In the current project, we focus on electronic elements in the quantum regime that are fabricated into novel materials, such as carbon nanotubes, semiconducting nanowires and graphene. The former two systems are quasi one-dimensional and the third is a two-dimensional electron system. The reduced dimensionality offers additional feature, which are not necessarily present in three dimensional materials. Our work focuses in particular on spin-dependent effects which may be exploited for quantum sensing and quantum communication.

Direct link to Lay Summary Last update: 04.05.2013

Responsible applicant and co-applicants



Spin Symmetry of the Bilayer Graphene Groundstate
F. Freitag M. Weiss R. Maurand J. Trbovic and C. Schönenberger, Weiss M., Schönenberger C. (2013), Spin Symmetry of the Bilayer Graphene Groundstate, in Phys. Rev. B, 87, 161402.
Near-Unity Cooper-pair Splitting Efficiency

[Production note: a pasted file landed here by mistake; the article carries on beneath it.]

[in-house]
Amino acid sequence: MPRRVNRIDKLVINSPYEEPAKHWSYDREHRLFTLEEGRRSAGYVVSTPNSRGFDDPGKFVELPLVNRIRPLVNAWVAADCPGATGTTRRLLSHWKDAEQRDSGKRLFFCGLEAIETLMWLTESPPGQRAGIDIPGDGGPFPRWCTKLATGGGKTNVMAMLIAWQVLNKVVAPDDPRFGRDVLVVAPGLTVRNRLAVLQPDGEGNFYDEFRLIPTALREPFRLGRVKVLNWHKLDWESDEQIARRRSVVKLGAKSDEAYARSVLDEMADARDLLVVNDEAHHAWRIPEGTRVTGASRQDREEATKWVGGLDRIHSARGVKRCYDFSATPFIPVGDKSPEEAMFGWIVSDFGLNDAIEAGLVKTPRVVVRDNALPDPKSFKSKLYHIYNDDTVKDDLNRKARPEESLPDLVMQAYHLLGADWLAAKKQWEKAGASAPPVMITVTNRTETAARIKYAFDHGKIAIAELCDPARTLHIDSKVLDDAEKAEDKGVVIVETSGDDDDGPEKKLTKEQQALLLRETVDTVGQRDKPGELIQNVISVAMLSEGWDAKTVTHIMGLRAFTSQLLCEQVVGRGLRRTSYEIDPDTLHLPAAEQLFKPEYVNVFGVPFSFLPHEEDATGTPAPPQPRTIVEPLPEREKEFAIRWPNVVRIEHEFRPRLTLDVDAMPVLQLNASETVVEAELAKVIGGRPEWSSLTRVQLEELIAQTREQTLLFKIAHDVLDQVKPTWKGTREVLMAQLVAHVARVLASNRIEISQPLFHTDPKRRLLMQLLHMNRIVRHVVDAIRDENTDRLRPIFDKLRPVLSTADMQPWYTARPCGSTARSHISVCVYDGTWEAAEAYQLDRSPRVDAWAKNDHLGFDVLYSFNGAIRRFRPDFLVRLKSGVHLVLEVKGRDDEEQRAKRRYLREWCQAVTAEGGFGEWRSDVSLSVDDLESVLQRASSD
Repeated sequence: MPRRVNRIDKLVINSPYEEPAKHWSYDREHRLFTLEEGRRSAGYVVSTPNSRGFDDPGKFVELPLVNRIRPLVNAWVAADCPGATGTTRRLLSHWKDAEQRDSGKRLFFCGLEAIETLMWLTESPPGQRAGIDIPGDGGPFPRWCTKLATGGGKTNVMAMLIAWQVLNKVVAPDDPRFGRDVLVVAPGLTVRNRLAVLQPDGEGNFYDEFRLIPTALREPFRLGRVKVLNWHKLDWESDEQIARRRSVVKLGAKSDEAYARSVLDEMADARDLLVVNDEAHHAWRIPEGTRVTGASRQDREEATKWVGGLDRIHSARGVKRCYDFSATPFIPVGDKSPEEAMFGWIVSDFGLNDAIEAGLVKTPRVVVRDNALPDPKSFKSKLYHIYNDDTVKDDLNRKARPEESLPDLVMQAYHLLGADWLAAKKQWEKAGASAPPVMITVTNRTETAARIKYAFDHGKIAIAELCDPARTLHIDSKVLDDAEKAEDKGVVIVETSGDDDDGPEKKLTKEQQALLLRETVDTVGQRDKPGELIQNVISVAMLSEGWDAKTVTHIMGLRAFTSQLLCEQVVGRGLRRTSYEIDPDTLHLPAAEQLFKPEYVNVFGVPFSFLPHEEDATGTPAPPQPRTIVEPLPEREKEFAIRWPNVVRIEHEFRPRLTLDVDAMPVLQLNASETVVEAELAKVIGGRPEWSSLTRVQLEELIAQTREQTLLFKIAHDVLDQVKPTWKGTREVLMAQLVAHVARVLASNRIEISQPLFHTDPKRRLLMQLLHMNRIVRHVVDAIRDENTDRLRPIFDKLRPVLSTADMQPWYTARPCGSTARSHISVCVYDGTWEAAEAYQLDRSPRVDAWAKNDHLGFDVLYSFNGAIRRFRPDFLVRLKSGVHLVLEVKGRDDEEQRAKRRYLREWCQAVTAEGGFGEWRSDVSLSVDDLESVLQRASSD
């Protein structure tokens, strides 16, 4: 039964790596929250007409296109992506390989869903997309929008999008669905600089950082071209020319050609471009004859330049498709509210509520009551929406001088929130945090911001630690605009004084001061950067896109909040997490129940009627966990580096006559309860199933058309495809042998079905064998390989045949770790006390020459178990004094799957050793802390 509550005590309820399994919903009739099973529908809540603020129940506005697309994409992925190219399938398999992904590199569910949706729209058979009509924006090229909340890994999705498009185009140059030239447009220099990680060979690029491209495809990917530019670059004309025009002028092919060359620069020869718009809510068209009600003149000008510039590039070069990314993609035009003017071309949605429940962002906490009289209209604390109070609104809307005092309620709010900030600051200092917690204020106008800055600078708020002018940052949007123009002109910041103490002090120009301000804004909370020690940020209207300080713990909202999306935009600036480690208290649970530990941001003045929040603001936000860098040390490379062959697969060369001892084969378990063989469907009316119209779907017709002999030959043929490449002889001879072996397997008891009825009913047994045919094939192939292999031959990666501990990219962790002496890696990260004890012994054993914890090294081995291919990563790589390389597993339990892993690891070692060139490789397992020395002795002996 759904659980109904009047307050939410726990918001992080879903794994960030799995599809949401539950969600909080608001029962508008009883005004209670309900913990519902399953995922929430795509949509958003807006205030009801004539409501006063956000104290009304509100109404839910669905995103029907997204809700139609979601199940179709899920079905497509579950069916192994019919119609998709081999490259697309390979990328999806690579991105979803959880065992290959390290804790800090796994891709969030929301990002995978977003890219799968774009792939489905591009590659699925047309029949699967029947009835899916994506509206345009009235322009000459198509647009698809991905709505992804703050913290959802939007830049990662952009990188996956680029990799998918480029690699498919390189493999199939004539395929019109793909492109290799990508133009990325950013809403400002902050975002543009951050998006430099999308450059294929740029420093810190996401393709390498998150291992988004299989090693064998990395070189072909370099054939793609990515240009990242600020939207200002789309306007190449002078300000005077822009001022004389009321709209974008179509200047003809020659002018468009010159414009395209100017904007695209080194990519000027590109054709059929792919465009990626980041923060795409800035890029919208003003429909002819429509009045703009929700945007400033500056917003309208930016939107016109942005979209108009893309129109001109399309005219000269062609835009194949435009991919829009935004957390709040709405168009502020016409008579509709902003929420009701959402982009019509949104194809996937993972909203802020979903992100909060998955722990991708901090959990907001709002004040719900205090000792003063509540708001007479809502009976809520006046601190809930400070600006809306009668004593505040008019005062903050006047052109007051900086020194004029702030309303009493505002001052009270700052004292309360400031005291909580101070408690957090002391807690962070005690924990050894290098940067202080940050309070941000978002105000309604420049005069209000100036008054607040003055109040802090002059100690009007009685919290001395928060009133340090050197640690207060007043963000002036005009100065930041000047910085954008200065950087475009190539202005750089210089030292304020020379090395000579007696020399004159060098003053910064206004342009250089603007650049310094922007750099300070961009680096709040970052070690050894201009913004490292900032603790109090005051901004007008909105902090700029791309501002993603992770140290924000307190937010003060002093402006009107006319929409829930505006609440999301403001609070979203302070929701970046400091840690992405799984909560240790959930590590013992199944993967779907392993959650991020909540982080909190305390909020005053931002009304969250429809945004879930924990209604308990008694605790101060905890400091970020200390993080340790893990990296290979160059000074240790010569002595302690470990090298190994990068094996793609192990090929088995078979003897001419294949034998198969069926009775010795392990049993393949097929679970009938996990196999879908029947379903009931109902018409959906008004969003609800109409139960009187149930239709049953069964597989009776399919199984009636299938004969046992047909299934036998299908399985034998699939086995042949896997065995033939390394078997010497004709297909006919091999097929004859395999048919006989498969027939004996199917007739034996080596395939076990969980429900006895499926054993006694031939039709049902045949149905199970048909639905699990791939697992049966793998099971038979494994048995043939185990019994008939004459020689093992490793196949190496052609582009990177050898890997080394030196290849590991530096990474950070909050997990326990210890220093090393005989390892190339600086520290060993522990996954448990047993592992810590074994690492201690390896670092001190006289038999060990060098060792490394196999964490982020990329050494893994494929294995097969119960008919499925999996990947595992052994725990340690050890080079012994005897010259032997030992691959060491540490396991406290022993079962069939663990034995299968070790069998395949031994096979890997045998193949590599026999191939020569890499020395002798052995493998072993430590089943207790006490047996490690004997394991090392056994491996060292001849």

J. Schindele A. Baumgartner and C. Schönenberger (2012), Near-Unity Cooper-pair Splitting Efficiency, in Phys. Rev. Lett., 109, 157002.
Homogeneity of Bilayer Graphene
F. Freitag M. Weiss R. Maurand J. Trbovic and C. Schönenberger (2012), Homogeneity of Bilayer Graphene, in Solid State Communications, 152, 2053.
Graphene: From Diffusive to Ultraclean-Interacting Systems
Freitag Frank, Trbovic J., Schönenberger C., Schönenberger C. (2012), Graphene: From Diffusive to Ultraclean-Interacting Systems.
Spontaneously Gapped Ground State in Suspended Bilayer Graphene
Freitag F., Csonka S., Baumgartner A., Fülöp G., d'Hollosy S., Nygard J., Schönenberger C. (2012), Spontaneously Gapped Ground State in Suspended Bilayer Graphene, in Phys. Rev. Lett., 108, 076602-076602.
Carbon Nanotube Spin-Valve with Optimized Ferromagnetic Contacts
Aurich Hagen (2011), Carbon Nanotube Spin-Valve with Optimized Ferromagnetic Contacts.
Finite bias Cooper pair splitting
Hofstetter L. (2011), Finite bias Cooper pair splitting, in Phys Rev. Lett., 107, 136801-136801.